Dallas-based Parkland Health & Hospital implemented a Zebra technology solution to create a mobile-enabled workforce at its new state-of-the-art hospital campus. That mobile solution enabled the nursing staff to focus on what’s most important — patient care. The solution gave nurses the ability to communicate in real time, access right-now information and take the right action with that information.
Parkland’s leadership was able to track all patient activities from positive patient identification and specimen collection to laboratory specimen tracking and pharmacy medication administration. Additionally, hospital staff communication with voice and secure texting, along with patient alerts and
alarms—all help increase patient safety, care and satisfaction.
Labeling blood and other samples at the time they are collected improves patient safety and helps prevent a host of problems related to misidentification — including many of the estimated 160,900 adverse events that occur in U.S. hospitals annually because of sample identification errors. There is a strong and growing body of evidence within medical literature that creating specimen identification labels on demand at the patient bedside with a mobile printer can significantly reduce errors. The Joint Commission’s National Patient Safety Goals (NPSG) advocate the use of two patient-specific identifiers, such as name and birthdate, whenever taking blood or other samples from a patient, and to label the sample collection container in the presence of the patient.
Bowen EHS, Inc. is here to help. We provide personal, effective, and guaranteed professional development for health and safety professionals. Learn more about how Bowen can help with this free information.
Are you taking the proper precautions in identifying hazards for lone workers and reducing their risk for injury? If not, your workers could suffer delays in emergency response or medical assistance. Stay in compliance and help keep your employees safe with this Free Best Practices Report.
Why 5S? Because it's a system many companies simply can't afford not to execute in their production process. The bottom line benefits are a given, but the improved well being of the company and employees is what makes 5S so valuable to your organization.
Electricity provides us with lights and power, both on the job and at home. It’s such a normal part of our lives that we often forget that all that power can be dangerous, too.
We’ve all experienced minor electric shocks, but shocks can be severe enough to kill. Careless use of electricity causes 10 percent of job- related deaths, as well as many serious injuries.
The Occupational Safety and Health Administration (OSHA) has some very detailed regulations designed to keep electricity from becoming a dangerous hazard.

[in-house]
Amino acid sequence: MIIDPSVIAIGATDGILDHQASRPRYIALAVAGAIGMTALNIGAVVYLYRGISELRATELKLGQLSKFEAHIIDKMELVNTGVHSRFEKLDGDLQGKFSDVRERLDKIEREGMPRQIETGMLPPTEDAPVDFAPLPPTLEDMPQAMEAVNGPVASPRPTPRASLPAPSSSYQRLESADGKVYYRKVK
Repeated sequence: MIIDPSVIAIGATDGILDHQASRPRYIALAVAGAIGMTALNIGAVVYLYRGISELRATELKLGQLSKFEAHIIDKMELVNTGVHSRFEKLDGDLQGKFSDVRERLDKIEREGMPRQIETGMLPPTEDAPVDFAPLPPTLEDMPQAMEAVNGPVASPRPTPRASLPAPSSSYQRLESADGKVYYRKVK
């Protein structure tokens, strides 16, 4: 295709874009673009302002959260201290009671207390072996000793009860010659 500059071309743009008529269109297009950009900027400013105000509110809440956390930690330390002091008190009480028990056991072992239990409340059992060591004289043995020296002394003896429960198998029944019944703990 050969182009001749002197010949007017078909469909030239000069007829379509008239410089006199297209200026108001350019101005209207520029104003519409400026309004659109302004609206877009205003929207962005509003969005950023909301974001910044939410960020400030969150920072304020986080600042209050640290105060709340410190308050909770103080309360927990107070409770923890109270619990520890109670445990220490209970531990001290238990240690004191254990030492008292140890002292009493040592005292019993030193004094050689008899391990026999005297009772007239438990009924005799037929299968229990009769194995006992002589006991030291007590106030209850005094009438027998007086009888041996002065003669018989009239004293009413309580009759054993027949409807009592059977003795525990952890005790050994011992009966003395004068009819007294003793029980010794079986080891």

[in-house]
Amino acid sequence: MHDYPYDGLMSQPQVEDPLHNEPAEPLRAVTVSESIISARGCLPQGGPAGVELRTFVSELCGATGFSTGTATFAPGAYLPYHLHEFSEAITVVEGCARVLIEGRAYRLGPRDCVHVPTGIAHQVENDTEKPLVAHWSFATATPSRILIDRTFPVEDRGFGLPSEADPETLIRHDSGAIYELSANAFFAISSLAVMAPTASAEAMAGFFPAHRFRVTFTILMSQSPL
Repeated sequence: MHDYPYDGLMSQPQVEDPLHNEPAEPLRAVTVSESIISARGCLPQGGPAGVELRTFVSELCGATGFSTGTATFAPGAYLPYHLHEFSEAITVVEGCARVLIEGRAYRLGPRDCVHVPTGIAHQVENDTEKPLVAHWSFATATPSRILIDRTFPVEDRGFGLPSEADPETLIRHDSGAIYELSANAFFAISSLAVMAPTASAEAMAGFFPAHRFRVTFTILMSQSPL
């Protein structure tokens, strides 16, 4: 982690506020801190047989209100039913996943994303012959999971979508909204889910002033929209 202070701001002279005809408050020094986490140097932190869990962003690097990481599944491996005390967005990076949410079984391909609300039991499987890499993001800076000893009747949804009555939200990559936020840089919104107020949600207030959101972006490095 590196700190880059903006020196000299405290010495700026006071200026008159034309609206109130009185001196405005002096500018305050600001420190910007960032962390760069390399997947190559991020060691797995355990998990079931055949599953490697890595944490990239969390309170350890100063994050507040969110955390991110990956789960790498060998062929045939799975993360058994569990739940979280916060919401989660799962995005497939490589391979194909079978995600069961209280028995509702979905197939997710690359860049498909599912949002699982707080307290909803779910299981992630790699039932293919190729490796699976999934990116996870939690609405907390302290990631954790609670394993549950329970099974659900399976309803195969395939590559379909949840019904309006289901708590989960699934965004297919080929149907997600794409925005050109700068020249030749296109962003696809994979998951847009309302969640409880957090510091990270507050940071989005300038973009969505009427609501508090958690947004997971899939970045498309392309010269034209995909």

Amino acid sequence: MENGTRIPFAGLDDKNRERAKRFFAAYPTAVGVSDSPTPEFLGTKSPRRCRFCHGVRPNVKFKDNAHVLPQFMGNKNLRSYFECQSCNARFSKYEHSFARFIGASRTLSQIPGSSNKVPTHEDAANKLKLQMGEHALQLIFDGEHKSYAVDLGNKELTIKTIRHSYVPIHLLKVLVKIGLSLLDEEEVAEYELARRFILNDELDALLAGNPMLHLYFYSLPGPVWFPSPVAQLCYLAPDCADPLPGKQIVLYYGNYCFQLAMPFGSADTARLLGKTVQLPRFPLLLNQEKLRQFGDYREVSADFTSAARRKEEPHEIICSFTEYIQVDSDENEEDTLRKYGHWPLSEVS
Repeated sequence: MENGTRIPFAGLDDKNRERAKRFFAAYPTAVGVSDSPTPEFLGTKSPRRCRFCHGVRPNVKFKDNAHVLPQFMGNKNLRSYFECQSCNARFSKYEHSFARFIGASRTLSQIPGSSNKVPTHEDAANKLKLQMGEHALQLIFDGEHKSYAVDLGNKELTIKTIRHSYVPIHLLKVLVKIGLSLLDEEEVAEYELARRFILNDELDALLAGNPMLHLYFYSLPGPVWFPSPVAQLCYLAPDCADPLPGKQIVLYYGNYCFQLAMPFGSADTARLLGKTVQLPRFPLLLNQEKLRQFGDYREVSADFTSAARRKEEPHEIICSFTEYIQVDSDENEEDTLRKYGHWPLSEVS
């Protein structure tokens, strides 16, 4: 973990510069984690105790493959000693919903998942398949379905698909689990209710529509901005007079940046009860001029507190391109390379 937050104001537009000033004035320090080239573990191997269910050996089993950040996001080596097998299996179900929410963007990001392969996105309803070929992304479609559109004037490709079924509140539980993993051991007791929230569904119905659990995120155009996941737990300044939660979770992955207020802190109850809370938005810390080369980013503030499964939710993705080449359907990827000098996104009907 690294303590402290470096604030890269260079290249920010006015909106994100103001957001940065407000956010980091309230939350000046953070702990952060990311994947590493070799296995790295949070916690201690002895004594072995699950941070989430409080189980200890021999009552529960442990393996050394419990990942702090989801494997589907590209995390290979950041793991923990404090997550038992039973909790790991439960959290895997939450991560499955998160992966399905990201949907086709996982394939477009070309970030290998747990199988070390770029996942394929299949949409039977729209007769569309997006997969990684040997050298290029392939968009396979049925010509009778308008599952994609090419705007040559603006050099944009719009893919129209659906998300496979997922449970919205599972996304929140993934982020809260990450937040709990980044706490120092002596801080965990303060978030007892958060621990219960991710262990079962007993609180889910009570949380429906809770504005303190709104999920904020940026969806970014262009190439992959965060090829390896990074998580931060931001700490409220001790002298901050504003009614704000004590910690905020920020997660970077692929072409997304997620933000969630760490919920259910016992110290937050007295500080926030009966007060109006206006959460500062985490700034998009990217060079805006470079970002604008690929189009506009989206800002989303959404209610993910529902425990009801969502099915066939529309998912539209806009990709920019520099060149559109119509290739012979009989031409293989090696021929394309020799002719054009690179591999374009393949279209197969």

Published By: Clarion
Published Date: Oct 30, 2013
The Occupational Safety and Health Administration (OSHA) recently issued a new rule, effective September 2013, which updates OSHA’s 1971 workplace safety sign and tag formats with today’s best practice safety signage designs as defined by the latest American National Standards Institute (ANSI) Z535 standards.
The OSHA signage change means that, over time, as employers adopt the newer ANSI Z535 best practice safety tag and sign formats, the United States will increasingly have a single, national uniform system of hazard recognition. Safety signs installed in facilities and public
areas, temporary safety tags placed on equipment, and safety labels placed on products will all be designed using the same formatting principles.
The outcome of such consistency is expected to be significantly more effective communication in the workplace. That, in turn, should help achieve the objective of fewer accidents and more lives saved from tragedy.
Published By: Clarion
Published Date: Dec 31, 2013
In the fall of 2013, the Occupational Safety and Health Administration (OSHA) endorsed the latest best practices related to safety sign and tag technology by incorporating the 2011 ANSIZ535 safety sign and tag standards into its regulations. This guide will provide a clear understanding of the OSHA change and what it means to you and your organization.
Established in 2003, EKU’s OSHA Training Institute Education Center offers a variety of safety and health courses that draw upon the expertise of internationally recognized faculty at the University as well as leaders in the field.
Published By: Bulwark
Published Date: Jun 07, 2017
For those whose jobs require them to wear flame-resistant (FR) clothing, extreme heat isn’t summer’s only barrier to compliance. Rips, rain, mosquitoes, improper care—all can threaten the safety of those on your watch. Read on for a few simple tips from the Bulwark experts to help make this summer a season of safety.
Published By: Skillsoft
Published Date: May 30, 2017
The need for workplace safety and health programs are critical. However, many organizations struggle with finding value behind the resources that sustain these programs. It’s a delicate balance of perceived value vs. actual value. How can you put a price on prevention? If the incident never happened, is there a direct correlation that ties value back to your workplace safety and health initiative?
In this Industry Insight, Skillsoft will identify 8 Things You May be Overlooking, and how each item plays a critical role in assessing the achieved value of training, including how this value can be measured as it relates to a workplace safety and health program.